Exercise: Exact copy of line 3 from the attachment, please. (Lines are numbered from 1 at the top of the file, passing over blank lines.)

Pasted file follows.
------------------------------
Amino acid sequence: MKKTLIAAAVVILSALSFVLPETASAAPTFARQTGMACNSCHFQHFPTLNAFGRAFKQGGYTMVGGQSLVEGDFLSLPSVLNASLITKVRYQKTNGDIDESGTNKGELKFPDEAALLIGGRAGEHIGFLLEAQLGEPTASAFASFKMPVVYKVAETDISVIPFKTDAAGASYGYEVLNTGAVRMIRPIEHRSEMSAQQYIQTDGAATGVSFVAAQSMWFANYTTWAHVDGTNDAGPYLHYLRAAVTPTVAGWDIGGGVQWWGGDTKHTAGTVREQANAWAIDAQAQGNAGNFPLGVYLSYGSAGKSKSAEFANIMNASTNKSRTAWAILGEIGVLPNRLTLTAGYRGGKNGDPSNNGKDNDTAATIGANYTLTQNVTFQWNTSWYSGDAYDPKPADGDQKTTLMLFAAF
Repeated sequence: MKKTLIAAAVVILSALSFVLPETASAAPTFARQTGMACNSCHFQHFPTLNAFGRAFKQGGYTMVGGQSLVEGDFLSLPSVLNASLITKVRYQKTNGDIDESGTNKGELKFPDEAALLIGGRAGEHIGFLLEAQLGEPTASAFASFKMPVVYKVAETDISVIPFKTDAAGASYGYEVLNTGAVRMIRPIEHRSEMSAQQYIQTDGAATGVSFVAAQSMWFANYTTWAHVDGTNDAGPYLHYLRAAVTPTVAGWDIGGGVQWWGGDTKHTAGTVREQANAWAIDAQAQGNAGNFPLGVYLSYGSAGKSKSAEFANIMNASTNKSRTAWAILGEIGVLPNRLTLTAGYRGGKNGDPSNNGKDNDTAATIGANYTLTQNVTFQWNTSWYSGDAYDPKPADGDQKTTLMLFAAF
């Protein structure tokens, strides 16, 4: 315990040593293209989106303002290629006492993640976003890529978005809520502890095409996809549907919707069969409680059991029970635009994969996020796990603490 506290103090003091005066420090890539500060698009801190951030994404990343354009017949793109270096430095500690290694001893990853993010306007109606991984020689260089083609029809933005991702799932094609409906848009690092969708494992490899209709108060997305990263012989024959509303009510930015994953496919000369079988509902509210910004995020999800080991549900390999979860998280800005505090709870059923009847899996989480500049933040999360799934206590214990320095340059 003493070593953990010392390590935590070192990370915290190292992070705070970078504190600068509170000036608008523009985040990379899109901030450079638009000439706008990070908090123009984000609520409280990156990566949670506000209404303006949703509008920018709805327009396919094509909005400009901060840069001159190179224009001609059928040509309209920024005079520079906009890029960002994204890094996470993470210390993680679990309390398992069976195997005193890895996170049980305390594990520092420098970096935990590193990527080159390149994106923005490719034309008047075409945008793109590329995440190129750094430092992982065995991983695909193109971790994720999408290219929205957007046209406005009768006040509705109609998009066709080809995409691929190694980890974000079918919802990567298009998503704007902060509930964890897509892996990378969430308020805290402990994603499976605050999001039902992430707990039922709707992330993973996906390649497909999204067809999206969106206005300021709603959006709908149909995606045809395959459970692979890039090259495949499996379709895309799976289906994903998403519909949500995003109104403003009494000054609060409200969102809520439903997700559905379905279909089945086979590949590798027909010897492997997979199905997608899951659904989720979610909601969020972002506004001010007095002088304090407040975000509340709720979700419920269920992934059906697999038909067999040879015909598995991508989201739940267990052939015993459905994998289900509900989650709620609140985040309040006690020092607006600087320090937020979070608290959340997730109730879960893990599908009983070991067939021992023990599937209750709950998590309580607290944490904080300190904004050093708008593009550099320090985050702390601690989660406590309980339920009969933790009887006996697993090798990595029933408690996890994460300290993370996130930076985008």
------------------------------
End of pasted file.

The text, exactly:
């Protein structure tokens, strides 16, 4: 315990040593293209989106303002290629006492993640976003890529978005809520502890095409996809549907919707069969409680059991029970635009994969996020796990603490 506290103090003091005066420090890539500060698009801190951030994404990343354009017949793109270096430095500690290694001893990853993010306007109606991984020689260089083609029809933005991702799932094609409906848009690092969708494992490899209709108060997305990263012989024959509303009510930015994953496919000369079988509902509210910004995020999800080991549900390999979860998280800005505090709870059923009847899996989480500049933040999360799934206590214990320095340059 003493070593953990010392390590935590070192990370915290190292992070705070970078504190600068509170000036608008523009985040990379899109901030450079638009000439706008990070908090123009984000609520409280990156990566949670506000209404303006949703509008920018709805327009396919094509909005400009901060840069001159190179224009001609059928040509309209920024005079520079906009890029960002994204890094996470993470210390993680679990309390398992069976195997005193890895996170049980305390594990520092420098970096935990590193990527080159390149994106923005490719034309008047075409945008793109590329995440190129750094430092992982065995991983695909193109971790994720999408290219929205957007046209406005009768006040509705109609998009066709080809995409691929190694980890974000079918919802990567298009998503704007902060509930964890897509892996990378969430308020805290402990994603499976605050999001039902992430707990039922709707992330993973996906390649497909999204067809999206969106206005300021709603959006709908149909995606045809395959459970692979890039090259495949499996379709895309799976289906994903998403519909949500995003109104403003009494000054609060409200969102809520439903997700559905379905279909089945086979590949590798027909010897492997997979199905997608899951659904989720979610909601969020972002506004001010007095002088304090407040975000509340709720979700419920269920992934059906697999038909067999040879015909598995991508989201739940267990052939015993459905994998289900509900989650709620609140985040309040006690020092607006600087320090937020979070608290959340997730109730879960893990599908009983070991067939021992023990599937209750709950998590309580607290944490904080300190904004050093708008593009550099320090985050702390601690989660406590309980339920009969933790009887006996697993090798990595029933408690996890994460300290993370996130930076985008």